FCP Report No. 3

Some Fracture Problems in Welded High Strength Members


Thomas J. Dolan
Department of Theoretical and Applied Mechanics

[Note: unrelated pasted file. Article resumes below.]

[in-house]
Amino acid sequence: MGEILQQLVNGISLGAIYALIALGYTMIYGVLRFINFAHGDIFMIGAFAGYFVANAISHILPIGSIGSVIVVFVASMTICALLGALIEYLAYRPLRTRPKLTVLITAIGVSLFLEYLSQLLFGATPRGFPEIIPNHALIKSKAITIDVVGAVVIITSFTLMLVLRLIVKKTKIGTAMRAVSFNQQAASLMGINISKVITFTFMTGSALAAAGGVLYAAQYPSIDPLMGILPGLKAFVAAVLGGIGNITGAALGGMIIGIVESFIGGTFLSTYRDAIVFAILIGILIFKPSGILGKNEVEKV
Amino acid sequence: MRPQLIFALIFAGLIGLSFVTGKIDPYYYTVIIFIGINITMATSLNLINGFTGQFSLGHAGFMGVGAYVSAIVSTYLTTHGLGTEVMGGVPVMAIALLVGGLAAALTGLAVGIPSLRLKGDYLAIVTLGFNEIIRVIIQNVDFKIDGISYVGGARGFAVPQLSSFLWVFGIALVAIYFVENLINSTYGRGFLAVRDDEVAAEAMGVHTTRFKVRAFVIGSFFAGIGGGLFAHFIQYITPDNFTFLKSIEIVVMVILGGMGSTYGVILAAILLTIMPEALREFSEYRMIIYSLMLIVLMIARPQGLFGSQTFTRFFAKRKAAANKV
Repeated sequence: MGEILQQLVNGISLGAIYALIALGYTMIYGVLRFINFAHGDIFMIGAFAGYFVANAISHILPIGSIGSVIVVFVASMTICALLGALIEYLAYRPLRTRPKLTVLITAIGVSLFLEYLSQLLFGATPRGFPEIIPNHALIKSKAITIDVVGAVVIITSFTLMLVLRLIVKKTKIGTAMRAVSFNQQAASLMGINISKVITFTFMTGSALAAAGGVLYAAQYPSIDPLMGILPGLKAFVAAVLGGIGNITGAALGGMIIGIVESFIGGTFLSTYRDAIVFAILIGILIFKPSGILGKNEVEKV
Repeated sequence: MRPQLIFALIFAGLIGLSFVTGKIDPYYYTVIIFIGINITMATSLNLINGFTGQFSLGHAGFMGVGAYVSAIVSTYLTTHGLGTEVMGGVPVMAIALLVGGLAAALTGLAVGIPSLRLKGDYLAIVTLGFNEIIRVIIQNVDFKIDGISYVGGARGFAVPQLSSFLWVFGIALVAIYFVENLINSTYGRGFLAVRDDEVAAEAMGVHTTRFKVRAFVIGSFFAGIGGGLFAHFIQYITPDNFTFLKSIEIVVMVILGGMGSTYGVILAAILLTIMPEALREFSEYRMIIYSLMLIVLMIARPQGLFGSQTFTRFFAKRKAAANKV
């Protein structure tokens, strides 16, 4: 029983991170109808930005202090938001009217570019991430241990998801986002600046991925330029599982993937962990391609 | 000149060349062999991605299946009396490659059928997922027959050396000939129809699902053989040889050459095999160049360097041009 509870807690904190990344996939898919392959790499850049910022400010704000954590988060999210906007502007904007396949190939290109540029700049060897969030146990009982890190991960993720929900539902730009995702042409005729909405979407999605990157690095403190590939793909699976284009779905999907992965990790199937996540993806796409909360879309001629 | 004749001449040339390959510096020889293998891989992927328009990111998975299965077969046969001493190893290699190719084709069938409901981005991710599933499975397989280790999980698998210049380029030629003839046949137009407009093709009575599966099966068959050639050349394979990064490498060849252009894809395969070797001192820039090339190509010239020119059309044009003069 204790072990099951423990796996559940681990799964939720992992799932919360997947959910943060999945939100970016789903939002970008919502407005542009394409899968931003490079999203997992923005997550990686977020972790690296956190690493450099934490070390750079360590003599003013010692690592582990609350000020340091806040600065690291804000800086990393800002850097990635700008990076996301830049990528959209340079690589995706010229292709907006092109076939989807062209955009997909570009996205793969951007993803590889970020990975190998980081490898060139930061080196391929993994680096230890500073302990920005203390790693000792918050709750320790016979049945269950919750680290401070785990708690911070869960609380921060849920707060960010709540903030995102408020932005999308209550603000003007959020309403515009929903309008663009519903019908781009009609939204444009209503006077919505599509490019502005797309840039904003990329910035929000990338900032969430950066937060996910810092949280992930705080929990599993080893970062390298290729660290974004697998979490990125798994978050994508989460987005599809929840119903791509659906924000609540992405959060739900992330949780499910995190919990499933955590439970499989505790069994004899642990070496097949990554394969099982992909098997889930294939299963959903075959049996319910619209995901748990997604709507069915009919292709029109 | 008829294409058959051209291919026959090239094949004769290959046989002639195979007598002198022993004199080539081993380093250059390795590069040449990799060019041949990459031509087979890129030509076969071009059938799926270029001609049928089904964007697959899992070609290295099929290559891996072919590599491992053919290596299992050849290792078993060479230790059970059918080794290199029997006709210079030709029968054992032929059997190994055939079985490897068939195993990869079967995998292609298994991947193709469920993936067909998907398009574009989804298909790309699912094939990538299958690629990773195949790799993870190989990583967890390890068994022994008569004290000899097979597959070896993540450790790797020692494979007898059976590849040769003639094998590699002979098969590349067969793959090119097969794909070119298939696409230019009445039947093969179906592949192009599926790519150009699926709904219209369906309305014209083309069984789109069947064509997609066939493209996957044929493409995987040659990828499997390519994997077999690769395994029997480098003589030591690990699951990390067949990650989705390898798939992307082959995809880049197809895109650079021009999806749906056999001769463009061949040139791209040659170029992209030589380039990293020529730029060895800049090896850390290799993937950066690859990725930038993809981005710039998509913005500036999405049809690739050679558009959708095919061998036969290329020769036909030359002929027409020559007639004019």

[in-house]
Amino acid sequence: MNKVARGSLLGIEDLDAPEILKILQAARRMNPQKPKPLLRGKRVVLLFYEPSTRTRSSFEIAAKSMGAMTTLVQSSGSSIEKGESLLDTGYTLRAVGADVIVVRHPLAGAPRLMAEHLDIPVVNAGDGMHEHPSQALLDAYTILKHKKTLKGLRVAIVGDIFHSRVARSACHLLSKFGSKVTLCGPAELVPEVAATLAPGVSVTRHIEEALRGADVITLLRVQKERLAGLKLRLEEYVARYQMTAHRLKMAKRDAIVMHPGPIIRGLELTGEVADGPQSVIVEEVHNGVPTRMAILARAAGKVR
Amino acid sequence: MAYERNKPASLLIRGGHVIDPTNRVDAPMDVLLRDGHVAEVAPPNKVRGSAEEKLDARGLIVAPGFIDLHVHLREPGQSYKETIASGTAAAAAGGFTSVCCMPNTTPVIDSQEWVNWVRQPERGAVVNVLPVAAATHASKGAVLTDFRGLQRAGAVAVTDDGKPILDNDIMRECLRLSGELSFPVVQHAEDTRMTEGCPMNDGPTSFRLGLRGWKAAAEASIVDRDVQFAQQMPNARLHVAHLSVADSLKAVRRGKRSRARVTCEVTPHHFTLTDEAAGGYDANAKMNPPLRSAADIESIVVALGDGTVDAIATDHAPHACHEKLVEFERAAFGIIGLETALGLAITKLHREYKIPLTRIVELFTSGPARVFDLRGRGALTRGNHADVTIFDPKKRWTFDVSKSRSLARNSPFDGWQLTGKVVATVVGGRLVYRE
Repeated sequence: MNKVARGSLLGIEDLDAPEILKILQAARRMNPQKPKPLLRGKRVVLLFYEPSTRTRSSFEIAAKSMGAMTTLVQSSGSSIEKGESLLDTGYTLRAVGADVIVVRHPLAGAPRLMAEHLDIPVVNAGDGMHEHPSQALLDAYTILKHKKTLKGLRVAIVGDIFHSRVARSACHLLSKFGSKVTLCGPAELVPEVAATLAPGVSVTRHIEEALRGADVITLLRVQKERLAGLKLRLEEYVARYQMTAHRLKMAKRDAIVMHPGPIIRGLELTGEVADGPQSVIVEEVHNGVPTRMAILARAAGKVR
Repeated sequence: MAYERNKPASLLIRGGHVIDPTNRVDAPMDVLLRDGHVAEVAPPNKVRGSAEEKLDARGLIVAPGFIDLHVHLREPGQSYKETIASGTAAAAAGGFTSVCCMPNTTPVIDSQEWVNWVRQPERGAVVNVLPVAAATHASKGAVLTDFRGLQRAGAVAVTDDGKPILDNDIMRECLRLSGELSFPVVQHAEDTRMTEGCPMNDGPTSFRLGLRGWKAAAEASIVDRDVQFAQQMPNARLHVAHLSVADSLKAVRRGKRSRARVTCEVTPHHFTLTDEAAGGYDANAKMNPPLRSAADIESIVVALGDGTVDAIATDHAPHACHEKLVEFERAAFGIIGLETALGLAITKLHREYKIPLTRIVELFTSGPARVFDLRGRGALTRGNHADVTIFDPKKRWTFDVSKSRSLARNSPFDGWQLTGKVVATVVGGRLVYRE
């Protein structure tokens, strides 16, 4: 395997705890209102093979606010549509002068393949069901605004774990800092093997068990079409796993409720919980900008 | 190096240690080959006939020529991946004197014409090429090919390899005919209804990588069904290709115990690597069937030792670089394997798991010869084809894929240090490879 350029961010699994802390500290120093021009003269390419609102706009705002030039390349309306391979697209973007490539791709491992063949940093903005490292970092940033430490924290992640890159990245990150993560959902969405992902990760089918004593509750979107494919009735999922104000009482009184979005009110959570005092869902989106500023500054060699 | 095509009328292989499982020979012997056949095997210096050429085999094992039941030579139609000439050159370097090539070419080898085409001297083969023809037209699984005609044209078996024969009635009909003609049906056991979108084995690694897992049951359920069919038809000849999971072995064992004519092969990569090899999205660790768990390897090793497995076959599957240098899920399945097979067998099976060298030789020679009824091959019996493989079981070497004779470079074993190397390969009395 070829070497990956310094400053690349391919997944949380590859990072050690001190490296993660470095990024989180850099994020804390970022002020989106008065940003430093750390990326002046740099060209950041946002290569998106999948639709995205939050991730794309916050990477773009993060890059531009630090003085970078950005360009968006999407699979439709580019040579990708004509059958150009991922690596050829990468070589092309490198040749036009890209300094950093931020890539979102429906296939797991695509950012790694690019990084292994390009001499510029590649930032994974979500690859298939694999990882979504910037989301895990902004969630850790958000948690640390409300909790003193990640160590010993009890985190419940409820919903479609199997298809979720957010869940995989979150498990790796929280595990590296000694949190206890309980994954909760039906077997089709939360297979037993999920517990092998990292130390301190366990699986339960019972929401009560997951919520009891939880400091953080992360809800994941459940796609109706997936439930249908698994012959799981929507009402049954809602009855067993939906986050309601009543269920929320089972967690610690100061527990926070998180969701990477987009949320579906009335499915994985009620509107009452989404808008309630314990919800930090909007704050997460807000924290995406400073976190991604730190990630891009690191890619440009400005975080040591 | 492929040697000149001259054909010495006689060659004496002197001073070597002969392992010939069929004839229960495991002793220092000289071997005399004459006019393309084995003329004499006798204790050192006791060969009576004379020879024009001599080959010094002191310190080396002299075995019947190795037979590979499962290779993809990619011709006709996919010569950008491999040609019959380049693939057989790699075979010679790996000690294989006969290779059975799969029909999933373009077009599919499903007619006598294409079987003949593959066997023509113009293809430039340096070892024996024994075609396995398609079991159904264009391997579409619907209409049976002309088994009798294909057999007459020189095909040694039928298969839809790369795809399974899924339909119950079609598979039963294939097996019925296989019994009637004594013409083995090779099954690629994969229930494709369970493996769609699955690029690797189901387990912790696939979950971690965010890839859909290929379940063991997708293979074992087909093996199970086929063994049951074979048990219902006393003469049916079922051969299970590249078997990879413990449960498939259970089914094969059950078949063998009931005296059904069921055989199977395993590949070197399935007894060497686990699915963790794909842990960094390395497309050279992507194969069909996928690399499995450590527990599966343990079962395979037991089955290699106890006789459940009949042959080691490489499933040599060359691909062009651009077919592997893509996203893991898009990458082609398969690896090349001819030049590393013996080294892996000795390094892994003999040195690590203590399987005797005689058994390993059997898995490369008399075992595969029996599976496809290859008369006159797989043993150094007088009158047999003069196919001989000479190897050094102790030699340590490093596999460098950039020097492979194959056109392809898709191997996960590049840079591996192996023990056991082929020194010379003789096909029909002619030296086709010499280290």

Because of the many modes of fracture that may develop, the strength of a weldment cannot be predicted on the basis of tensile strength of the metals joined. Better control of the processes and procedures are required at every stage of design, development and fabrication to avoid fractures in the “higher strength” metals. Weld metal must be developed and deposited with a high degree of purity, and must be free from slag inclusions, micro-cracks, and excessive rates of heat input. For each potential mode of failure quantitative information must be obtained on the significant material properties that measure the nearness to damage of the weld metal, the plate and the heat affected zones. The designer must foresee all environmental factors, and base his design stresses on realistic estimates of the fundamental resistance of these zones to each possible mode of failure.

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